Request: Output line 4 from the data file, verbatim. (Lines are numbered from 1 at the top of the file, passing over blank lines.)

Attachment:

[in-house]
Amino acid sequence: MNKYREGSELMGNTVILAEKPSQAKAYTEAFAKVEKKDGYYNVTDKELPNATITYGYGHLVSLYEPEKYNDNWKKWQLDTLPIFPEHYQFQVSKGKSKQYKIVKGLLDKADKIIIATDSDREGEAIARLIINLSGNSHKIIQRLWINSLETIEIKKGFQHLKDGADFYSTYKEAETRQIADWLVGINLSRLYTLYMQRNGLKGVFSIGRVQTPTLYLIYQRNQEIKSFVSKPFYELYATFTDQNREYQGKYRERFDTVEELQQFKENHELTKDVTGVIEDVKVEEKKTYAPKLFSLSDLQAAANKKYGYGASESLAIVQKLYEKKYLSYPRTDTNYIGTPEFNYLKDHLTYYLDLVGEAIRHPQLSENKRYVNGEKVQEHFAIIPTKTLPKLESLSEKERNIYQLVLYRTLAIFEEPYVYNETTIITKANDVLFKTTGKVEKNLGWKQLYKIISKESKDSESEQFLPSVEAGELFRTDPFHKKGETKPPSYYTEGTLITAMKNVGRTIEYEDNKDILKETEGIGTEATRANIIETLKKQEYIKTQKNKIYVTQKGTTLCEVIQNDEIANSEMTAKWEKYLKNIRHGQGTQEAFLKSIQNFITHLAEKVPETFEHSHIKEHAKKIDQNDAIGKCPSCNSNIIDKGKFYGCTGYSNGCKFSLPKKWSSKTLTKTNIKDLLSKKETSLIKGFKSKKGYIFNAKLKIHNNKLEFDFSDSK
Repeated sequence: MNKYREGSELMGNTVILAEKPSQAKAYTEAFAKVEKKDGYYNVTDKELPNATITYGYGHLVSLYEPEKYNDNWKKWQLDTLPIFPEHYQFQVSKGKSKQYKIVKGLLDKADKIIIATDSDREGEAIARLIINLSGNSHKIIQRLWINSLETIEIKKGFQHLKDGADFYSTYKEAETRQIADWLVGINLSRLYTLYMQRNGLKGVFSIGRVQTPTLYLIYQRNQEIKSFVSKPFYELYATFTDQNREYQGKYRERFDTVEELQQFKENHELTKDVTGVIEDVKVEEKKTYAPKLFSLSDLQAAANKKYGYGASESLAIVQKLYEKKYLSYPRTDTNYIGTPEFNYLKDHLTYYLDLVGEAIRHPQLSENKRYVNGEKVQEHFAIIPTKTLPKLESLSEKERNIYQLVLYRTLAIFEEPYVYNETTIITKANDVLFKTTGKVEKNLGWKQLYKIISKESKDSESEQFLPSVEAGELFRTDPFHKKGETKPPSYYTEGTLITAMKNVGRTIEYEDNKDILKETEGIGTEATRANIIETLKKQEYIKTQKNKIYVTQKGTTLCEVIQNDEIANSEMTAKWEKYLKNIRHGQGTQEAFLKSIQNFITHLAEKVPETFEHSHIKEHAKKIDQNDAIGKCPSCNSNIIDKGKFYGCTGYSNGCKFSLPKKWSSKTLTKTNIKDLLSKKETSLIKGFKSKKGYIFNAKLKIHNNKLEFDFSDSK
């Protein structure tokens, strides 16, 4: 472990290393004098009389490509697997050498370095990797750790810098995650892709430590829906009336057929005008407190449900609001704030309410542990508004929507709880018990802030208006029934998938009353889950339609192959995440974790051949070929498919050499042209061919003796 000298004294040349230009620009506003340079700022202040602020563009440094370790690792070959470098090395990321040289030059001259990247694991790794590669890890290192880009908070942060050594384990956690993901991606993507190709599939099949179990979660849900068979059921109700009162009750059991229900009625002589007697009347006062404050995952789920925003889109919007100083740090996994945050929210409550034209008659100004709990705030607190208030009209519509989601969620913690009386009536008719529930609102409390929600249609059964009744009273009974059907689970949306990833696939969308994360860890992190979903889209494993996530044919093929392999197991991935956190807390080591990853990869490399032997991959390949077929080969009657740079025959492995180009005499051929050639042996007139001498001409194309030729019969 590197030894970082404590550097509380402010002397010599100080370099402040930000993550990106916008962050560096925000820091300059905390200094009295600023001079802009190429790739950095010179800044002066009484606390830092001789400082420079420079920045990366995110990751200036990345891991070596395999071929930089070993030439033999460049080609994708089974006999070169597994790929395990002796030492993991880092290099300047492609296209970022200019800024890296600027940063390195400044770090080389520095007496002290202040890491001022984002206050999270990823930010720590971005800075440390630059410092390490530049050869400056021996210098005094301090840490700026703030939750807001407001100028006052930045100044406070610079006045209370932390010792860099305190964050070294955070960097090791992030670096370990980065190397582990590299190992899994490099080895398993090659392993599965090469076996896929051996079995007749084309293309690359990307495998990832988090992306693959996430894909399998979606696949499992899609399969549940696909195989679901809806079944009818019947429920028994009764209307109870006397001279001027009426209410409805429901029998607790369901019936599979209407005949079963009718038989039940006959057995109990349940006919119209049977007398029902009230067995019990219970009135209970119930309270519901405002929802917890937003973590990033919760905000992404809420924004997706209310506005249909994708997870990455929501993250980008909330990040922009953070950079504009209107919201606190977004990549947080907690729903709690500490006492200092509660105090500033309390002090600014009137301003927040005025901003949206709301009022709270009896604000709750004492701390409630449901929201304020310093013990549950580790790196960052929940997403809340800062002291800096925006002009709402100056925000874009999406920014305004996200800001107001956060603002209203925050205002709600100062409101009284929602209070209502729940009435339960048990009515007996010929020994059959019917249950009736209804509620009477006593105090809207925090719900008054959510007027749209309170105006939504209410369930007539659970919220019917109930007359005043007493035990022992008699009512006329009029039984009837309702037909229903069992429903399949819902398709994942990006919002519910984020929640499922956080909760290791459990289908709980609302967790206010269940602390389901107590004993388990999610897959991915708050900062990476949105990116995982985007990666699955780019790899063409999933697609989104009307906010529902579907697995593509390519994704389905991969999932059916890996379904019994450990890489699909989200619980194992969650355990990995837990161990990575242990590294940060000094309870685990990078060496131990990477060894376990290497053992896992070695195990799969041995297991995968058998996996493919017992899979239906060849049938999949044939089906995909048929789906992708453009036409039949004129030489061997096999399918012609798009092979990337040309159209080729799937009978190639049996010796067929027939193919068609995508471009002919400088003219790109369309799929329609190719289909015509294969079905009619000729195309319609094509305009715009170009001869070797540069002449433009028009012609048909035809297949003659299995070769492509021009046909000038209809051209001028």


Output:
């Protein structure tokens, strides 16, 4: 472990290393004098009389490509697997050498370095990797750790810098995650892709430590829906009336057929005008407190449900609001704030309410542990508004929507709880018990802030208006029934998938009353889950339609192959995440974790051949070929498919050499042209061919003796 000298004294040349230009620009506003340079700022202040602020563009440094370790690792070959470098090395990321040289030059001259990247694991790794590669890890290192880009908070942060050594384990956690993901991606993507190709599939099949179990979660849900068979059921109700009162009750059991229900009625002589007697009347006062404050995952789920925003889109919007100083740090996994945050929210409550034209008659100004709990705030607190208030009209519509989601969620913690009386009536008719529930609102409390929600249609059964009744009273009974059907689970949306990833696939969308994360860890992190979903889209494993996530044919093929392999197991991935956190807390080591990853990869490399032997991959390949077929080969009657740079025959492995180009005499051929050639042996007139001498001409194309030729019969 590197030894970082404590550097509380402010002397010599100080370099402040930000993550990106916008962050560096925000820091300059905390200094009295600023001079802009190429790739950095010179800044002066009484606390830092001789400082420079420079920045990366995110990751200036990345891991070596395999071929930089070993030439033999460049080609994708089974006999070169597994790929395990002796030492993991880092290099300047492609296209970022200019800024890296600027940063390195400044770090080389520095007496002290202040890491001022984002206050999270990823930010720590971005800075440390630059410092390490530049050869400056021996210098005094301090840490700026703030939750807001407001100028006052930045100044406070610079006045209370932390010792860099305190964050070294955070960097090791992030670096370990980065190397582990590299190992899994490099080895398993090659392993599965090469076996896929051996079995007749084309293309690359990307495998990832988090992306693959996430894909399998979606696949499992899609399969549940696909195989679901809806079944009818019947429920028994009764209307109870006397001279001027009426209410409805429901029998607790369901019936599979209407005949079963009718038989039940006959057995109990349940006919119209049977007398029902009230067995019990219970009135209970119930309270519901405002929802917890937003973590990033919760905000992404809420924004997706209310506005249909994708997870990455929501993250980008909330990040922009953070950079504009209107919201606190977004990549947080907690729903709690500490006492200092509660105090500033309390002090600014009137301003927040005025901003949206709301009022709270009896604000709750004492701390409630449901929201304020310093013990549950580790790196960052929940997403809340800062002291800096925006002009709402100056925000874009999406920014305004996200800001107001956060603002209203925050205002709600100062409101009284929602209070209502729940009435339960048990009515007996010929020994059959019917249950009736209804509620009477006593105090809207925090719900008054959510007027749209309170105006939504209410369930007539659970919220019917109930007359005043007493035990022992008699009512006329009029039984009837309702037909229903069992429903399949819902398709994942990006919002519910984020929640499922956080909760290791459990289908709980609302967790206010269940602390389901107590004993388990999610897959991915708050900062990476949105990116995982985007990666699955780019790899063409999933697609989104009307906010529902579907697995593509390519994704389905991969999932059916890996379904019994450990890489699909989200619980194992969650355990990995837990161990990575242990590294940060000094309870685990990078060496131990990477060894376990290497053992896992070695195990799969041995297991995968058998996996493919017992899979239906060849049938999949044939089906995909048929789906992708453009036409039949004129030489061997096999399918012609798009092979990337040309159209080729799937009978190639049996010796067929027939193919068609995508471009002919400088003219790109369309799929329609190719289909015509294969079905009619000729195309319609094509305009715009170009001869070797540069002449433009028009012609048909035809297949003659299995070769492509021009046909000038209809051209001028």